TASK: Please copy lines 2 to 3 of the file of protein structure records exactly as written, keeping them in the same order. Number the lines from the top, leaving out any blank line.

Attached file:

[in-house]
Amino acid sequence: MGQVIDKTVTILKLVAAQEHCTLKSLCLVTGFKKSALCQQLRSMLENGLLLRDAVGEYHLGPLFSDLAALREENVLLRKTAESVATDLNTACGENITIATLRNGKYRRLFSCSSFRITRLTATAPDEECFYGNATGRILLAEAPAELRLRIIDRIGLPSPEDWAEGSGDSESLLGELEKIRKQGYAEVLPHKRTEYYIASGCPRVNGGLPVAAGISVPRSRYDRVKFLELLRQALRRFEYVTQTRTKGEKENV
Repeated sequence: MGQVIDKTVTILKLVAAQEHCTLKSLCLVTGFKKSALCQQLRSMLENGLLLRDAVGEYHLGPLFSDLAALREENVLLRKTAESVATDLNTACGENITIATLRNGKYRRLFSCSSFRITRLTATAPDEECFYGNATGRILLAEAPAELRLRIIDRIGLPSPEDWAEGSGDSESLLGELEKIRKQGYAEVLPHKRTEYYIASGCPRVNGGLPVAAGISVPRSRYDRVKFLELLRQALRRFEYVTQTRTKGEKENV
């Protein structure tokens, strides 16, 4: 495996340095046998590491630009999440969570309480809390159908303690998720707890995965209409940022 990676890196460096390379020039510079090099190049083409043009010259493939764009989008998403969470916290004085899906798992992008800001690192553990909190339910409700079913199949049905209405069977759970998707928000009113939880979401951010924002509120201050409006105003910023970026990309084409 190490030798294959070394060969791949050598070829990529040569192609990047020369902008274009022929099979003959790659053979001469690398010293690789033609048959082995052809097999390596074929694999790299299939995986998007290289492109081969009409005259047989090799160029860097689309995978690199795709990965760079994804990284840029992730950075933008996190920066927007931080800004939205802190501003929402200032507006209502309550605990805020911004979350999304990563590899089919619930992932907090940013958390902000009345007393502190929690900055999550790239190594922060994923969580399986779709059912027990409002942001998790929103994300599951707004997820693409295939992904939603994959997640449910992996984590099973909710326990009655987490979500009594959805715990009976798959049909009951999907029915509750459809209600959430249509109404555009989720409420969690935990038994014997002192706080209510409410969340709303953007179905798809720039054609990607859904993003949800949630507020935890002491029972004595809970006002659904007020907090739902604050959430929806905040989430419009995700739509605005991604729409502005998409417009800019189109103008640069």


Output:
Amino acid sequence: MGQVIDKTVTILKLVAAQEHCTLKSLCLVTGFKKSALCQQLRSMLENGLLLRDAVGEYHLGPLFSDLAALREENVLLRKTAESVATDLNTACGENITIATLRNGKYRRLFSCSSFRITRLTATAPDEECFYGNATGRILLAEAPAELRLRIIDRIGLPSPEDWAEGSGDSESLLGELEKIRKQGYAEVLPHKRTEYYIASGCPRVNGGLPVAAGISVPRSRYDRVKFLELLRQALRRFEYVTQTRTKGEKENV
Repeated sequence: MGQVIDKTVTILKLVAAQEHCTLKSLCLVTGFKKSALCQQLRSMLENGLLLRDAVGEYHLGPLFSDLAALREENVLLRKTAESVATDLNTACGENITIATLRNGKYRRLFSCSSFRITRLTATAPDEECFYGNATGRILLAEAPAELRLRIIDRIGLPSPEDWAEGSGDSESLLGELEKIRKQGYAEVLPHKRTEYYIASGCPRVNGGLPVAAGISVPRSRYDRVKFLELLRQALRRFEYVTQTRTKGEKENV